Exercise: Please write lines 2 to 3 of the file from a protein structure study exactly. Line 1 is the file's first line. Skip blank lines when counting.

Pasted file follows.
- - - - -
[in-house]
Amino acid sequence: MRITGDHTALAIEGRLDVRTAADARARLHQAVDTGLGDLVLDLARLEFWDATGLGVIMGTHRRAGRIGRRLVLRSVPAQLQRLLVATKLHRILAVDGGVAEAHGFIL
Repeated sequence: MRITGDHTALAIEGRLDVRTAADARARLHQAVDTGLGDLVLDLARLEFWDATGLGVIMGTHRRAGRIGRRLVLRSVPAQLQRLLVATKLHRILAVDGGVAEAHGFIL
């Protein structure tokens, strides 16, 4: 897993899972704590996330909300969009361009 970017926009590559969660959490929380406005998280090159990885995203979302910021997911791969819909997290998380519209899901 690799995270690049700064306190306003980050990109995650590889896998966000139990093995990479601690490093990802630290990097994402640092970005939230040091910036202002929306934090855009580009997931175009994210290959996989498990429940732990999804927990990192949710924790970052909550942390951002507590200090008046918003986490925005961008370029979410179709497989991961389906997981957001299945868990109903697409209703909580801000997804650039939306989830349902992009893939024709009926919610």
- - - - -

Amino acid sequence: MRITGDHTALAIEGRLDVRTAADARARLHQAVDTGLGDLVLDLARLEFWDATGLGVIMGTHRRAGRIGRRLVLRSVPAQLQRLLVATKLHRILAVDGGVAEAHGFIL
Repeated sequence: MRITGDHTALAIEGRLDVRTAADARARLHQAVDTGLGDLVLDLARLEFWDATGLGVIMGTHRRAGRIGRRLVLRSVPAQLQRLLVATKLHRILAVDGGVAEAHGFIL